It’s no secret that animals work wonders for the mental health of their caregivers.
That’s why many psychologists prescribe emotional support animals (ESAs) as part of their treatment plan. These animals must be prescribed by a mental health professional and are usually of the fluffy variety.
Most people requiring an ESA choose a companion like a dog or a cat or even a bird. But one man from Pennsylvania made a rather interesting decision when selecting his ESA.
Wally was just a baby lizard when he was rescued from Orlando, Florida. Orlando is known for attractions such as Disney and Islands of Adventure. These Theme Parks attract many children and many people were worried that large animals like Wally would become too dangerous to coexist with all the humans.
“If I wouldn’t have taken him he would have been killed.” ~Joie Henney.
Wally was a small one-year-old when he was rescued and given a home further up the east coast in Pennsylvania. Hennet rescued Wally…just two years later Wally would return the favor.
Becoming an emotional support animal
A few years later Joie Henney was struggling with depression. His doctor wanted to start him on some pills, but Henney didn’t like the way they made him feel. Eventually, he realized that he felt a lot better whenever he would spend time with Wally.
“When I came home and was around him, it was all OK,” Henry shared in an interview with The Inquirer. “My doctor knew about Wally and figured it works, so why not?”
The rest is history. Wally got his ESA certification, and Henney got his ESA Letter and the nearly 4-year-old alligator prepared for a wonderful long life of cuddles and emotional support.
Wally is about 5 feet long now, and he loves to cuddle Henney. He’s really good about sensing emotions too. Henney has shared that Wally has even climbed into his bed for cuddles when he wasn’t feeling well.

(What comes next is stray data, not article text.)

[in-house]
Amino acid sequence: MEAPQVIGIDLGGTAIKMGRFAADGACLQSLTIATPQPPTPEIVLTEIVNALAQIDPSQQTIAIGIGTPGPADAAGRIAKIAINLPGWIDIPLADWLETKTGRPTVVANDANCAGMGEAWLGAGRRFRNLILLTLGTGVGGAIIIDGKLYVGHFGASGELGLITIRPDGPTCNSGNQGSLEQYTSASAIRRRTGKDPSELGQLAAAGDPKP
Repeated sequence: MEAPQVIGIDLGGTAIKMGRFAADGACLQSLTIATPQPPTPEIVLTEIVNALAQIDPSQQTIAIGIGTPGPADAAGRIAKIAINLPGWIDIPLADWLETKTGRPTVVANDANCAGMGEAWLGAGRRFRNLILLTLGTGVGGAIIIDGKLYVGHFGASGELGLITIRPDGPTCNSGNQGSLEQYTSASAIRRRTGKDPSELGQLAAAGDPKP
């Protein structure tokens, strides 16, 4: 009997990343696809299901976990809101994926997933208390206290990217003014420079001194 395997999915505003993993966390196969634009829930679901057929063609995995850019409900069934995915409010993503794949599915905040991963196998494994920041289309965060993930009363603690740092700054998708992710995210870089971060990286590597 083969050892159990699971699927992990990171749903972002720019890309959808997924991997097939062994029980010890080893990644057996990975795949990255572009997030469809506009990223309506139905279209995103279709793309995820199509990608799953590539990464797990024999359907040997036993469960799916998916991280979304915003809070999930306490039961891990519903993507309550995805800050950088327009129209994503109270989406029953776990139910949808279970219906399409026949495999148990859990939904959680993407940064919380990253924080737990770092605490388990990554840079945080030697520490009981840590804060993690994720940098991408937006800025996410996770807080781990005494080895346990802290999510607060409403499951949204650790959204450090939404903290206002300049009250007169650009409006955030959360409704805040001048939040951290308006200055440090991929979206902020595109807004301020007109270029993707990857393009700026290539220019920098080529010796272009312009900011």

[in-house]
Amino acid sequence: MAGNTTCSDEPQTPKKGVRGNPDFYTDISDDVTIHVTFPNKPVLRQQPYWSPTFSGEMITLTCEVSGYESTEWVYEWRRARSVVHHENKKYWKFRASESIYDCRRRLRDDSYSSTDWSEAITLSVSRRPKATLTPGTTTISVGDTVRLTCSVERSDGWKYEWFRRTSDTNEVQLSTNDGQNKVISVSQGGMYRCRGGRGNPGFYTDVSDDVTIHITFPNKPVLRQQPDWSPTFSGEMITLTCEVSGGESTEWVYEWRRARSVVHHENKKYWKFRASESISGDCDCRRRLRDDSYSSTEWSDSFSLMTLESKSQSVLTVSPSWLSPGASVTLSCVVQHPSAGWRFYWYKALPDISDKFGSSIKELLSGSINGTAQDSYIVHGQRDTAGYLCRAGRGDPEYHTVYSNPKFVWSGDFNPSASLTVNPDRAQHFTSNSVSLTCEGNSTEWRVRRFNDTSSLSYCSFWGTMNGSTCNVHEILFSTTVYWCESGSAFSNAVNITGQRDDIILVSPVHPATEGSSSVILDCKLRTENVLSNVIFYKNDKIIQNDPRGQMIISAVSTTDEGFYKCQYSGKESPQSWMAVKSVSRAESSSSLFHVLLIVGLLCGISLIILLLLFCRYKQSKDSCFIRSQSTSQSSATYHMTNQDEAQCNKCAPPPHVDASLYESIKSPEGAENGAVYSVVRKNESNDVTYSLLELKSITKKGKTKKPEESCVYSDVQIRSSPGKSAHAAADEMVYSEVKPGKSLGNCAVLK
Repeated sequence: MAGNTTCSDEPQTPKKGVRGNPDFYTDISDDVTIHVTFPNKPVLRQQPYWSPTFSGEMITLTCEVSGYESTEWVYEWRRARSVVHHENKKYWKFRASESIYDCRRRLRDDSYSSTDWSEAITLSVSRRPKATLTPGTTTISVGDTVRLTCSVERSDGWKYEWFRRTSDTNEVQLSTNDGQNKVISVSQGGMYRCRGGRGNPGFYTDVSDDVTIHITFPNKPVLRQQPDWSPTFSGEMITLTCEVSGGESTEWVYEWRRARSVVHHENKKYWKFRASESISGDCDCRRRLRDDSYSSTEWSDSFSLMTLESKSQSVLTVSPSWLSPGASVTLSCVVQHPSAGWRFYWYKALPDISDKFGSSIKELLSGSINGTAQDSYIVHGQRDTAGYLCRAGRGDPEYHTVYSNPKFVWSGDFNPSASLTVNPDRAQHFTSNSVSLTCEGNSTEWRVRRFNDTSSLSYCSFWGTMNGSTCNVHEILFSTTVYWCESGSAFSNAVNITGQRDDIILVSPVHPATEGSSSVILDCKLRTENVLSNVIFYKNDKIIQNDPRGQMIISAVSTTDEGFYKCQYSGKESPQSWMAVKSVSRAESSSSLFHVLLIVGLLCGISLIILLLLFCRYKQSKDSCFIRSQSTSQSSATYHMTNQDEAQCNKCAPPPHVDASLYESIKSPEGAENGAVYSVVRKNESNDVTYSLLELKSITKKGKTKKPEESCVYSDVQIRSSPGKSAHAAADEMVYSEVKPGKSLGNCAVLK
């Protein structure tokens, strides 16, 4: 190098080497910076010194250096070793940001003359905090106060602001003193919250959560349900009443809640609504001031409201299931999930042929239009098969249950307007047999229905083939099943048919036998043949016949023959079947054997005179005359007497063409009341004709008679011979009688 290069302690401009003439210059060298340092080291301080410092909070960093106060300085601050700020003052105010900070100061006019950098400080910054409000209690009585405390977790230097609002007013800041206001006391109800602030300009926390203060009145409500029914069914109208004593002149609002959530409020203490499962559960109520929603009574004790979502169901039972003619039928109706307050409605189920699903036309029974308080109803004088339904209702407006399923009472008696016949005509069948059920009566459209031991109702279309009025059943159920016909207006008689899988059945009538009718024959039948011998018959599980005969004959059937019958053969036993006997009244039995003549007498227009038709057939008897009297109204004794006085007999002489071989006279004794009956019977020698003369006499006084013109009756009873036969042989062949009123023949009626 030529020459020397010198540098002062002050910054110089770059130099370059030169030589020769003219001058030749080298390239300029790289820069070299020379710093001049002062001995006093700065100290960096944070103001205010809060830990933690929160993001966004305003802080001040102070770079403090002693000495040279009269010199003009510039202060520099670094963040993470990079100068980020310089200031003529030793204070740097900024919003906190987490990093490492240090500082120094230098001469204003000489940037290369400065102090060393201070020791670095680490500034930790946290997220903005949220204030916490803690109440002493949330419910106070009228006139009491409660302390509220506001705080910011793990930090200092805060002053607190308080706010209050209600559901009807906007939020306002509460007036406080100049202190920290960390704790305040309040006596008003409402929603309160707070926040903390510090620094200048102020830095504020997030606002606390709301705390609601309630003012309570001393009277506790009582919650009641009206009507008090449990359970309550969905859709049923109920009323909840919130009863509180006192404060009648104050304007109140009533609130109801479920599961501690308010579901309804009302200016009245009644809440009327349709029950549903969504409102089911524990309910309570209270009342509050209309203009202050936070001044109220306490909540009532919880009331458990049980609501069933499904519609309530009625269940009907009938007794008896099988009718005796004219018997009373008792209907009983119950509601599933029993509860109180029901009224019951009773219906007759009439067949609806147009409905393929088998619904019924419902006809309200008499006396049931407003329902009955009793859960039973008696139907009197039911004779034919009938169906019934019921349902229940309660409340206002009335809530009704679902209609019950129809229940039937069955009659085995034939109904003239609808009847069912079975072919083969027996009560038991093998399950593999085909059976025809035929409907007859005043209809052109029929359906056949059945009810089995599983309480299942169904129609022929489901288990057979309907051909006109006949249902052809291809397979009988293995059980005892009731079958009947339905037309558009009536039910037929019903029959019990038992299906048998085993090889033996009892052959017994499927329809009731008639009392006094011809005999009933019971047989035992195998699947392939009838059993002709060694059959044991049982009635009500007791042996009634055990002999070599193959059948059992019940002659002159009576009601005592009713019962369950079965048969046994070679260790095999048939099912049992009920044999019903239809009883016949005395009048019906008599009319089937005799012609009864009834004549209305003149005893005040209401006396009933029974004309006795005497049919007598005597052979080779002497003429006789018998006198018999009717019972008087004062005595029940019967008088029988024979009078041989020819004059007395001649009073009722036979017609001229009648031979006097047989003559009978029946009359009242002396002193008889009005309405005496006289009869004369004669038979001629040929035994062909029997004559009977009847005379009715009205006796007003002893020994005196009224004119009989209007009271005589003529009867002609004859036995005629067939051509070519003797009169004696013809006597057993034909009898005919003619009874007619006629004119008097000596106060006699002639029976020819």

“He helps me keep my spirits up,” Henney said. “When I’m down it’s almost like he can sense it…He will come over to me on his own. He also has climbed into my bed with me when I’m not feeling well,” Henney said.
Cuddling an alligator.
Henney understands that many businesses and other establishments may not always be open to having an alligator on the premises. He makes sure to call ahead and gain approval before bringing Wally anywhere with him.
The places he does visit greet him with much enthusiasm. Wally loves to pose for pictures with kids in restaurants and stores. He’s even given a few employees a cuddle sometimes.
“He feels like a weighted blanket!” One employee at the mall says.
“This just made my day. I don’t think I’ve ever seen an alligator outside of the zoo before.” Says another.
Wally is still pretty small (by alligator standards) but he may grow to be 14 feet long. Henney will just have to adjust his cuddling positions as his good boi grows.
Henney is devoted to making sure Wally has a good home. He already has a pond on the property which he shares with a younger rescue named Scrappy. They both share their home with Luna who is the youngest gator on Henney’s land.
Even with a brother and a sister, Wally gives the best hugs. Scrappy is too young and Luna likes to scuttle around and play. Wally enjoys being still and giving hugs.
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